The language and culture of technology start-ups seems to be leaking into other industries, and hearing a term like "get to scale" from a food company entrepreneur is actually refreshing.

One thing that tech company founders all seem to talk about, after all, is how they won't be satisfied with the good living provided by a successful mom-and-pop. They dream bigger than that. They dream of getting to scale.

Creating a profitable business of any size is still an achievement worth celebrating, of course. But founder and principal owner Tyler Carlson of Minneapolis-based Origin Meals hopes to reach at least $10 million in sales by 2020.

"I like tech terminology, even though we are in food," he said. "I think what we've done so far is proof of concept. The challenge ahead of us, and part of why we put a lofty goal out there, is to press myself and the team so that we can get to proof of scale."

Carlson, 29, is a food business entrepreneur because that's where he saw the opportunity, as a potential customer who couldn't easily find what he wanted in the market.

He had joined a CrossFit gym and embraced the challenge of switching what he ate to what's called the paleo diet. That's when he found out just how difficult it is to consistently eat nothing but completely unprocessed foods without a lot of help.

The paleo diet, for the uninitiated, comes from the term Paleolithic, a long prehistoric period usually rounded off to the Stone Age. Think eat-like-a-cave man and you are not far off.

It's based on the idea that we humans have not evolved sufficiently since the Stone Age to handle diets that now may consist of Kraft Mac & Cheese, Bruegger's Bagels or a cheese soufflé. The cave men only ate unprocessed meat, vegetables, nuts and some fruits, so that's all we should eat, too.

Cave men apparently also ate carrion and were likely dead before 35, but at least it wasn't coronary artery disease that killed them.

The business idea, however, wasn't to try to get $11.50 from consumers for nothing but a chunk of raw bison meat with a side order of pine nuts.

In taste tests here at the office, the Origin Meals pot roast with horseradish aioli was a hit. So was the turkey ossobuco with spaghetti squash. The chicken and cherry salad with poppy seed dressing got a good review, too, as the bits of chicken were not dry and near tasteless as they often are in this kind of salad.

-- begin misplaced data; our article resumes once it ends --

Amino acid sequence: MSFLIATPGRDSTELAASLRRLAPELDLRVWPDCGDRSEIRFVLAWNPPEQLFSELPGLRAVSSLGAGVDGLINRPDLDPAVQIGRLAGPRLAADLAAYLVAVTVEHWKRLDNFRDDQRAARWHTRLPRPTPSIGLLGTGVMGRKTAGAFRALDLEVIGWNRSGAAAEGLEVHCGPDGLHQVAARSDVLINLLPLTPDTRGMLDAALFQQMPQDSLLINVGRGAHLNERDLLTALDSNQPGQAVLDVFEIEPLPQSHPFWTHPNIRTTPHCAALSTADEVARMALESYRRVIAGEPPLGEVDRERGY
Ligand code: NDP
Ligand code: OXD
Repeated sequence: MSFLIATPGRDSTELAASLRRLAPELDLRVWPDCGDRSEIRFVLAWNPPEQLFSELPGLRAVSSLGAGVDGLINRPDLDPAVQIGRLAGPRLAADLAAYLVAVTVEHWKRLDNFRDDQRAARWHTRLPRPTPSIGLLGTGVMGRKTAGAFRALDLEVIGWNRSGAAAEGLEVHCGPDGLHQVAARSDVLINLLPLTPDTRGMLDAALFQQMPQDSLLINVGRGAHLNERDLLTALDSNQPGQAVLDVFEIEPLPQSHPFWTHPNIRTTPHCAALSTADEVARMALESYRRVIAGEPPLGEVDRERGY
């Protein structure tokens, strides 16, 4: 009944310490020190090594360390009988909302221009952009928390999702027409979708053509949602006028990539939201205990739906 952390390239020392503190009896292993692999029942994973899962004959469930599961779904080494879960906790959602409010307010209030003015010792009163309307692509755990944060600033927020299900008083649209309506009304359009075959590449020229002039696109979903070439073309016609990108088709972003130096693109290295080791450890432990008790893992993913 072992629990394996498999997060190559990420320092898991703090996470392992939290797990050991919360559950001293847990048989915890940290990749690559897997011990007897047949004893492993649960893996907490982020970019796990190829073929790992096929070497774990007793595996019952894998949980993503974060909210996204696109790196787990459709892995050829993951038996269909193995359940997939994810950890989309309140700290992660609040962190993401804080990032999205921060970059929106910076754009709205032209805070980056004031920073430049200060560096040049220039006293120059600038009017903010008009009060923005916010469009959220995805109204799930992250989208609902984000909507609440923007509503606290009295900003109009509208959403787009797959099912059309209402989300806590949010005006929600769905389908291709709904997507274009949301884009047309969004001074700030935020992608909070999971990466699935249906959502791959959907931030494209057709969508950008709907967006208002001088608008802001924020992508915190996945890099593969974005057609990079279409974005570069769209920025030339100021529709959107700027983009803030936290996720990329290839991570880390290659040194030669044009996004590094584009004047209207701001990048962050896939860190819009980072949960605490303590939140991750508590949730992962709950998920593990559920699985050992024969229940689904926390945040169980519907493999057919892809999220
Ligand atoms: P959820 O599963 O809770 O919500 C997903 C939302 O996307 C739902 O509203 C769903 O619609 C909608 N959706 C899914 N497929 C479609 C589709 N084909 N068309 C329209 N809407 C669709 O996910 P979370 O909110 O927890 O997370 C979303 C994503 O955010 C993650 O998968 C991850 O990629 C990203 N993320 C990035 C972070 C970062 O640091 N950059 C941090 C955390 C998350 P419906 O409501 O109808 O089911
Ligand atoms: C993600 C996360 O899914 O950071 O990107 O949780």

These meals also happened to comply with a rigid diet.

Carlson started the company in 2013 with a gym willing to free up refrigerator space to keep Origin's paleo meals, allowing members to pick up what they had ordered as they left the gym after working out. The company grew by adding gyms and is now delivering to about 55.

Today Carlson has a profitable business serving the members of these gyms, "but there isn't a ton of headroom to grow," he said.

His two best growth options are to jump to other metropolitan areas with a thriving fitness culture, or to expand beyond gyms here in the company's home market. Carlson plans to try both.

"There's got to be at least 20 or 30 of these companies focused on meals for CrossFit gyms" around the country, he said. Many are mom-and-pop operations, he said, maybe started by a fitness enthusiast with restaurant experience who knew how hard it would be to adopt a paleo diet without somebody helping to prepare the right kind of meals.

This is where scale enters the picture. Origin Meals already has what those entrepreneurs largely do not, the software and other infrastructure for error-free ordering and delivery. The Twin Cities gym owners I checked with confirmed that this is a company that never misses a delivery commitment.

Origin Meals also has additional kitchen capacity coming, with a lease to be signed as soon as this week for expanded space in Hopkins.

Carlson hopes to persuade entrepreneurs that Origin Meals should take over the business and hire them, a form of business combination known as an "acquihire." That lets the entrepreneur collect some money for the business while going back to working with food and serving their customers, mostly relieved of the headaches of operations and finance.

He thinks his other opportunity is here in the Twin Cities with home delivery of meals. To broaden its appeal, Origin Meals has expanded its product lines from paleo ("When we say paleo, we mean strict") to paleo plus grains and vegetarian.

Carlson and marketing manager Krista McFarlin acknowledged that Paleo could easily fade in popularity as a diet. But the trend of more consumers hoping to capture the health benefits of eating only unprocessed and organic foods, McFarlin said, "is just getting started."

One challenge will be finding enough home delivery customers in an already crowded market, as the home delivery of prepared meals is not exactly a new idea. In addition to restaurants happy to let services like Bite Squad deliver to their customers, there appear to be at least a dozen providers in the Twin Cities a little like Origin Meals, letting customers order meals online for home delivery.

Origin Meals home delivers to about 40 customers per week now in the Twin Cities, Carlson said, borrowing another term from tech start-up culture by calling its home delivery service a "beta" test.

A beta test is designed to get useful comments back from users, and he said the results are promising so far. Then he quickly acknowledged that it's too soon to know for sure that broad home delivery is the best path to reach the annual sales target of $10 million in 2020.

"That, to us, is proof of scale," Carlson said, of the sales target. "We have to figure out now how to do that. It's the fun adventure we get to be on every day."